From an analysis of these features, the answer is that of Huntington, concerning the waves of democratization in the West, that in non-democratic societies we find political decay and not political development. Indeed, a civil society, however it may be defined, does not exist in any Arab-Muslim state. Even the appearance of political parties and formal associations by itself does not necessarily mean a fundamental move toward democracy, since political parties remain ineffective and play a mostly ceremonial role that serves to legitimate the state and its policies. This does not symbolize pluralism (ta`addudiyah), and even Interest groups, a primary agent of civil society, remain either non-existent.

Indeed, Islam is the very antithesis of Western democracy. One cannot find signs of democracy in Islam, but totalitarianism of thought; oppression of freedoms, and denying basic civil rights. Islamic Scriptures, History and contemporary politics are the proof.

Bernard Lewis claims that historically the Muslim world has been authoritarian and coercive from its inception, and thus a democratic culture has not been internally, culturally, socially, politically and economically, developed. It is non-existent. Classical Muslim exegetes largely agree that Islam and democracy are incompatible. Islam is the very antithesis of secular Western democracy. It altogether repudiates the philosophy of popular sovereignty and rears its polity on foundations of the sovereignty of Allah and the Khilafah of man.

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New Social Compact

Wait for Gender Equality Gets Longer as Women’s Share of Workforce, Politics Drops

MD Staff

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Stagnation in the proportion of women in the workplace and women’s declining representation in politics, coupled with greater inequality in access to health and education, offset improvements in wage equality and the number of women in professional positions, leaving the global gender gap only slightly reduced in 2018. This is according to the Forum’s Global Gender Gap Report 2018, published today.

According to the report, the world has closed 68% of its gender gap, as measured across four key pillars: economic opportunity; political empowerment; educational attainment; and health and survival. While only a marginal improvement on 2017, the move is nonetheless welcome as 2017 was the first year since the report was first published in 2006 that the gap between men and women widened.

At the current rate of change, the data suggest that it will take 108 years to close the overall gender gap and 202 years to bring about parity in the workplace.

Within the global headline figures, it is possible to perceive a number of trends that are defining the gender gap in 2018. Of the four pillars measured, only one – economic opportunity – narrowed its gender gap. This is largely due to a narrower income gap between men and women, which stands at nearly 51% in 2018, and the number of women in leadership roles, which stands at 34% globally.

However, in the same economic pillar, data suggest that proportionately fewer women than men are participating in the workforce. There are a number of potential reasons for this. One is that automation is having a disproportionate impact on roles traditionally performed by women. At the same time, women are under-represented in growing areas of employment that require STEM (science, technology, engineering and mathematics) skills and knowledge. Another potential reason is that the infrastructure needed to help women enter or re-enter the workforce – such as childcare and eldercare – is under-developed and unpaid work remains primarily the responsibility of women. The corollary is that the substantial investments made by many economies to close the education gap are failing to generate optimal returns in the form of growth.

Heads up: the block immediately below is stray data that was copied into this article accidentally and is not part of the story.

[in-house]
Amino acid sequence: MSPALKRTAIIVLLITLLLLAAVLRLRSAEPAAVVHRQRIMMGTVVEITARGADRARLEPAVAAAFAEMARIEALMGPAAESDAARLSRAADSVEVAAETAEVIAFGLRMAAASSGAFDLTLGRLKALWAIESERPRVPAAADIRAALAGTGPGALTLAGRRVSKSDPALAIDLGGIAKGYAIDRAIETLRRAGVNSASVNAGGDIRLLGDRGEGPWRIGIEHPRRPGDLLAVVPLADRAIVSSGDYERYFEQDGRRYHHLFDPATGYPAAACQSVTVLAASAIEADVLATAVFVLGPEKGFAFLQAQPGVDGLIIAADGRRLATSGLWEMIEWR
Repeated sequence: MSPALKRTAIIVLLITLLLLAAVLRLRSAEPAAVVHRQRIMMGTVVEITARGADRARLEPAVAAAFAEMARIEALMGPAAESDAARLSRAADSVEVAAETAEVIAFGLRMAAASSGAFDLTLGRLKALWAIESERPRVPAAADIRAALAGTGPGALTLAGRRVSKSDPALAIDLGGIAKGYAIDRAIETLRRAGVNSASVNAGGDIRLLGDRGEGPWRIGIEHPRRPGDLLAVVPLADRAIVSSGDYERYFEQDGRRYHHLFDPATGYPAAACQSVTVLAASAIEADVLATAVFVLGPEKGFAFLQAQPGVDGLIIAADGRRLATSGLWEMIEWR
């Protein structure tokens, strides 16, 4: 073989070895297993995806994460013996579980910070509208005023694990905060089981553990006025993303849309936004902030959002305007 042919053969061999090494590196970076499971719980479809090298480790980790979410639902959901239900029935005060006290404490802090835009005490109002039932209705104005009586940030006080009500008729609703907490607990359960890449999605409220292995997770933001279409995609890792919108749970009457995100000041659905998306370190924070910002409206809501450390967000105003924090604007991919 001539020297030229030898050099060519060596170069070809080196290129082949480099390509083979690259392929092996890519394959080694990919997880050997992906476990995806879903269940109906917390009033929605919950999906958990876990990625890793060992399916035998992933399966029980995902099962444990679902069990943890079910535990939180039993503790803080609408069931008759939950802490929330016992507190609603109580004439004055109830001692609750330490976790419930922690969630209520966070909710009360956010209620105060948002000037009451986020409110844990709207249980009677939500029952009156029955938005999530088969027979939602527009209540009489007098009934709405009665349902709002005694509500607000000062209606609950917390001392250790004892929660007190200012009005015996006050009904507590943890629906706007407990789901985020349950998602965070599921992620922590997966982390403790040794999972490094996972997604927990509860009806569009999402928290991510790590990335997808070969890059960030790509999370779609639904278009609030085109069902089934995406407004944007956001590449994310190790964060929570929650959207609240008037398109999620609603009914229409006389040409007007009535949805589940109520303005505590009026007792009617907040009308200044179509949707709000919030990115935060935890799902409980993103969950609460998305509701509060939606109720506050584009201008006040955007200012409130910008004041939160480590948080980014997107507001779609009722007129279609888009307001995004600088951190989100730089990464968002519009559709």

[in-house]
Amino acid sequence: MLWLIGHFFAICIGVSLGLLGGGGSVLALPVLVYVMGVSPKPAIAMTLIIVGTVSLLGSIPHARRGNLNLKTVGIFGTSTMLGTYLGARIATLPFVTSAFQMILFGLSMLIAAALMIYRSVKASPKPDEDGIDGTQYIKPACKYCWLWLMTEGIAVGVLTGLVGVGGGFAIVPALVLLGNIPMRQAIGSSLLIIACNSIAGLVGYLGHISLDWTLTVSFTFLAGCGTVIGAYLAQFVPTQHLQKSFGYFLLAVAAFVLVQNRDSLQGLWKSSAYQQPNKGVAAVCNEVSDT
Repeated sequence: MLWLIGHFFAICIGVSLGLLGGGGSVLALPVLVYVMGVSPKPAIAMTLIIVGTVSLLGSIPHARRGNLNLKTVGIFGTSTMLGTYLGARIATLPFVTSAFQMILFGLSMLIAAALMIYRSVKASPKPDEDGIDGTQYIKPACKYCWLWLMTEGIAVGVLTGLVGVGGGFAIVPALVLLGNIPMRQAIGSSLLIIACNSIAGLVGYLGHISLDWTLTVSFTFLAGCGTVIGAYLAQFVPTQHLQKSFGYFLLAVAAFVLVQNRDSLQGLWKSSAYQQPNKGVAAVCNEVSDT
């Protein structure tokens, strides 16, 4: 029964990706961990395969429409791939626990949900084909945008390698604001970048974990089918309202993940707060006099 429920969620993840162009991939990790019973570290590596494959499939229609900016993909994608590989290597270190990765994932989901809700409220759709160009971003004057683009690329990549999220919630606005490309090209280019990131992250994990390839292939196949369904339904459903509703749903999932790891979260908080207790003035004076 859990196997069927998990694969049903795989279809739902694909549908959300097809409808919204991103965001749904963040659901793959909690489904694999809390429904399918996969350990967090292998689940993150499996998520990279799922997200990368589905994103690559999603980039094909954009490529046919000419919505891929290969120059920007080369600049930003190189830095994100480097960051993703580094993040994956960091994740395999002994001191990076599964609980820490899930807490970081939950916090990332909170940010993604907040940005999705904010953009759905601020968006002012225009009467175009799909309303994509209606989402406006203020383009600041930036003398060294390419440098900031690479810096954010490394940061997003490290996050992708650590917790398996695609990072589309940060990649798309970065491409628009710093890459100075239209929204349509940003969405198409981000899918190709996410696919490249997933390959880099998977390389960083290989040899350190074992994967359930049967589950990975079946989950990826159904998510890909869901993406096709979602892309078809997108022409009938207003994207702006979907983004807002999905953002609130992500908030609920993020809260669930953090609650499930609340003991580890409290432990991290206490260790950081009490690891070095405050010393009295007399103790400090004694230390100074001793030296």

The other three pillars – education, health and politics – saw their gender gaps widen in 2018. In terms of political empowerment, the year-on-year deterioration can be partly attributed to the lower tenure of women in head-of-state roles around the world. However, data also suggest that a regional divergence is taking place, with 22 Western economies witnessing an improvement in political empowerment for women as opposed to a widening in the rest of the world. When it comes to women in parliament, these Western economies – which collectively have closed 41% of the gap – saw progress reverse in 2018.

“The economies that will succeed in the Fourth Industrial Revolution will be those that are best able to harness all their available talent. Proactive measures that support gender parity and social inclusion and address historical imbalances are therefore essential for the health of the global economy as well as for the good of society as a whole,” said Klaus Schwab, Founder and Executive Chairman of the World Economic Forum.

From STEM to AI: a new frontier in the global gender gap

While the gender gap in STEM is well chronicled, new analysis conducted in collaboration with LinkedIn points to a glaring gender gap that is developing among AI professionals, where women represent only 22% of the AI workforce. This gap is three times larger than in other industry talent pools. The analysis also suggests that, in addition to being outnumbered three to one, women in AI are less likely to be positioned in senior roles or signal expertise in high-profile, emerging AI skills. The LinkedIn data suggest that women with AI skills are more likely to be employed as data analysts, researchers, information managers and teachers, whereas men are more likely to be employed as software engineers, heads of engineering, heads of IT and chief executives – more lucrative and senior positions.

Given the depth of the talent gender gap in AI, there is a clear need for proactive measures to prevent a deepening of the gender gap in other industries where AI skills are in increasing demand. These include traditionally male-dominated industries such as manufacturing, hardware and networking as well as software and IT services, as well as traditionally female sectors such as non-profits, healthcare and education.